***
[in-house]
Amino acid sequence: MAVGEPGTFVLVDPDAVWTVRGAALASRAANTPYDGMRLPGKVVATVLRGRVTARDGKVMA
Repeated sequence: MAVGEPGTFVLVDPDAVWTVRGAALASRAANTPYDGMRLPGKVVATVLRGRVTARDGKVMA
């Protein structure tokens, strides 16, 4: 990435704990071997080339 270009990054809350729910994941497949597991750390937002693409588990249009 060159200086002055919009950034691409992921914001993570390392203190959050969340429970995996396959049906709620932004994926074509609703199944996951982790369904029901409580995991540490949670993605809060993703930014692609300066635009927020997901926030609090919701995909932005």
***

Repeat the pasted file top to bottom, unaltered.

[in-house]
Amino acid sequence: MAVGEPGTFVLVDPDAVWTVRGAALASRAANTPYDGMRLPGKVVATVLRGRVTARDGKVMA
Repeated sequence: MAVGEPGTFVLVDPDAVWTVRGAALASRAANTPYDGMRLPGKVVATVLRGRVTARDGKVMA
């Protein structure tokens, strides 16, 4: 990435704990071997080339 270009990054809350729910994941497949597991750390937002693409588990249009 060159200086002055919009950034691409992921914001993570390392203190959050969340429970995996396959049906709620932004994926074509609703199944996951982790369904029901409580995991540490949670993605809060993703930014692609300066635009927020997901926030609090919701995909932005």